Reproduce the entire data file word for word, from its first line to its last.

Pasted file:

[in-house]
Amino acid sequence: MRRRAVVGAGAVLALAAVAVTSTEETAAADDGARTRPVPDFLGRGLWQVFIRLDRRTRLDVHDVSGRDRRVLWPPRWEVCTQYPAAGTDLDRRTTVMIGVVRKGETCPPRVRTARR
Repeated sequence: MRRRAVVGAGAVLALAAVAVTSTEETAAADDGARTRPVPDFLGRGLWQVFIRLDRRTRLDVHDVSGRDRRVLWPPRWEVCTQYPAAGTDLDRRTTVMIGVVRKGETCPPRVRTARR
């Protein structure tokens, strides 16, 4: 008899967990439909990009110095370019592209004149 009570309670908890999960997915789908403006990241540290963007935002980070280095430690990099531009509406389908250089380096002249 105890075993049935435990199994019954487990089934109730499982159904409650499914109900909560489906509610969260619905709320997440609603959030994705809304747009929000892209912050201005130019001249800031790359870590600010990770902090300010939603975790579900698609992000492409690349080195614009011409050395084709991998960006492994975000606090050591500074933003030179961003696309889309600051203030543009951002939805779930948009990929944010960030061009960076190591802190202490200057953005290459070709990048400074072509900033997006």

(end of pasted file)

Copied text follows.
[in-house]
Amino acid sequence: MRRRAVVGAGAVLALAAVAVTSTEETAAADDGARTRPVPDFLGRGLWQVFIRLDRRTRLDVHDVSGRDRRVLWPPRWEVCTQYPAAGTDLDRRTTVMIGVVRKGETCPPRVRTARR
Repeated sequence: MRRRAVVGAGAVLALAAVAVTSTEETAAADDGARTRPVPDFLGRGLWQVFIRLDRRTRLDVHDVSGRDRRVLWPPRWEVCTQYPAAGTDLDRRTTVMIGVVRKGETCPPRVRTARR
């Protein structure tokens, strides 16, 4: 008899967990439909990009110095370019592209004149 009570309670908890999960997915789908403006990241540290963007935002980070280095430690990099531009509406389908250089380096002249 105890075993049935435990199994019954487990089934109730499982159904409650499914109900909560489906509610969260619905709320997440609603959030994705809304747009929000892209912050201005130019001249800031790359870590600010990770902090300010939603975790579900698609992000492409690349080195614009011409050395084709991998960006492994975000606090050591500074933003030179961003696309889309600051203030543009951002939805779930948009990929944010960030061009960076190591802190202490200057953005290459070709990048400074072509900033997006």